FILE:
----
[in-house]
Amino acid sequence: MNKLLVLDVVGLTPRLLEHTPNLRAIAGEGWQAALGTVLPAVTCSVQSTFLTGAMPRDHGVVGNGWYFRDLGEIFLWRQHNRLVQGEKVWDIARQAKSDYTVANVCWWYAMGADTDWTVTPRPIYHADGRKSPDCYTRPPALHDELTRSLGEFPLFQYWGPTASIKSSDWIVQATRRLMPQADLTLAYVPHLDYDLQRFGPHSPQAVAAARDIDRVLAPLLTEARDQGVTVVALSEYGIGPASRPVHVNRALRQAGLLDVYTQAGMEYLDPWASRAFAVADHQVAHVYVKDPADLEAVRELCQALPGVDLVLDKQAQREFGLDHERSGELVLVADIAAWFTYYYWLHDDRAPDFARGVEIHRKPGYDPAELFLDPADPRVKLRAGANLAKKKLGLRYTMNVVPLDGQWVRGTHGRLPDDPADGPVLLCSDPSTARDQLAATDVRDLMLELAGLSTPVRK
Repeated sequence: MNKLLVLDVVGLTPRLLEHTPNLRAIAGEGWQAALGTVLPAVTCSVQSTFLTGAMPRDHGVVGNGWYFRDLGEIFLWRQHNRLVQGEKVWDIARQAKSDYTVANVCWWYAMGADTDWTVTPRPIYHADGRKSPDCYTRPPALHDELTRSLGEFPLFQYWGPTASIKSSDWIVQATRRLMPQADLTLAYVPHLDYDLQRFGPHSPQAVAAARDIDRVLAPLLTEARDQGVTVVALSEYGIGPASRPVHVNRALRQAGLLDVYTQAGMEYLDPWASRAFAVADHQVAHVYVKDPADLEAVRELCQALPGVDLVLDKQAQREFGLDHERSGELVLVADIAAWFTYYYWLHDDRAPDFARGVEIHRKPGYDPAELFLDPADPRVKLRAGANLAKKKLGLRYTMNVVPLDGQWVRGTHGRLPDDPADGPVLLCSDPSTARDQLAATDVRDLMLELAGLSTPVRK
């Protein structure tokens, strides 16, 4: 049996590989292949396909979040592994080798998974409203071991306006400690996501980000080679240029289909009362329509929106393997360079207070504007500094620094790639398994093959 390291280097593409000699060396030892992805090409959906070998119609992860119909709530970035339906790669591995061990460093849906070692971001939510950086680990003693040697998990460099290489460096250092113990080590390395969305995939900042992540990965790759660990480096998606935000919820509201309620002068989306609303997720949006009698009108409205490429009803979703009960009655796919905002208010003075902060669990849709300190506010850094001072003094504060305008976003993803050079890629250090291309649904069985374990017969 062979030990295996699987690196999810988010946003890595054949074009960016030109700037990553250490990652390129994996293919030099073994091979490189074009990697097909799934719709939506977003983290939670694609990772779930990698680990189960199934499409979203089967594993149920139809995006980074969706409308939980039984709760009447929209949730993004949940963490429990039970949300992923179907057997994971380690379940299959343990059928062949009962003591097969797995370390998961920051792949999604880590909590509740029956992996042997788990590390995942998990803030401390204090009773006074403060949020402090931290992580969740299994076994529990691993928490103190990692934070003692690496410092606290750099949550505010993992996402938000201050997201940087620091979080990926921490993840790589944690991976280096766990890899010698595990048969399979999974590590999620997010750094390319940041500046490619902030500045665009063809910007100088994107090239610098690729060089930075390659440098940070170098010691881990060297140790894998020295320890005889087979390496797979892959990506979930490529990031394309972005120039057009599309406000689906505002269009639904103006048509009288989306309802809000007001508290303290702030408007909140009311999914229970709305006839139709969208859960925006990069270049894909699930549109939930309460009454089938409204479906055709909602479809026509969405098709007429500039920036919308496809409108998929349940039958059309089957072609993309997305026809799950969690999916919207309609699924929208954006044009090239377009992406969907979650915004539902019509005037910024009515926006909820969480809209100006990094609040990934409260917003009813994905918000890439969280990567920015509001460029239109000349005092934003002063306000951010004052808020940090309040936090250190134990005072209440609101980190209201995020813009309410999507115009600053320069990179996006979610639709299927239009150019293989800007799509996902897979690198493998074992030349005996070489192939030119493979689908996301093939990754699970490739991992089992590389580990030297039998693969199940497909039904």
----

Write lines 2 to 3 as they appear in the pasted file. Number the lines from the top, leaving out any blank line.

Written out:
Amino acid sequence: MNKLLVLDVVGLTPRLLEHTPNLRAIAGEGWQAALGTVLPAVTCSVQSTFLTGAMPRDHGVVGNGWYFRDLGEIFLWRQHNRLVQGEKVWDIARQAKSDYTVANVCWWYAMGADTDWTVTPRPIYHADGRKSPDCYTRPPALHDELTRSLGEFPLFQYWGPTASIKSSDWIVQATRRLMPQADLTLAYVPHLDYDLQRFGPHSPQAVAAARDIDRVLAPLLTEARDQGVTVVALSEYGIGPASRPVHVNRALRQAGLLDVYTQAGMEYLDPWASRAFAVADHQVAHVYVKDPADLEAVRELCQALPGVDLVLDKQAQREFGLDHERSGELVLVADIAAWFTYYYWLHDDRAPDFARGVEIHRKPGYDPAELFLDPADPRVKLRAGANLAKKKLGLRYTMNVVPLDGQWVRGTHGRLPDDPADGPVLLCSDPSTARDQLAATDVRDLMLELAGLSTPVRK
Repeated sequence: MNKLLVLDVVGLTPRLLEHTPNLRAIAGEGWQAALGTVLPAVTCSVQSTFLTGAMPRDHGVVGNGWYFRDLGEIFLWRQHNRLVQGEKVWDIARQAKSDYTVANVCWWYAMGADTDWTVTPRPIYHADGRKSPDCYTRPPALHDELTRSLGEFPLFQYWGPTASIKSSDWIVQATRRLMPQADLTLAYVPHLDYDLQRFGPHSPQAVAAARDIDRVLAPLLTEARDQGVTVVALSEYGIGPASRPVHVNRALRQAGLLDVYTQAGMEYLDPWASRAFAVADHQVAHVYVKDPADLEAVRELCQALPGVDLVLDKQAQREFGLDHERSGELVLVADIAAWFTYYYWLHDDRAPDFARGVEIHRKPGYDPAELFLDPADPRVKLRAGANLAKKKLGLRYTMNVVPLDGQWVRGTHGRLPDDPADGPVLLCSDPSTARDQLAATDVRDLMLELAGLSTPVRK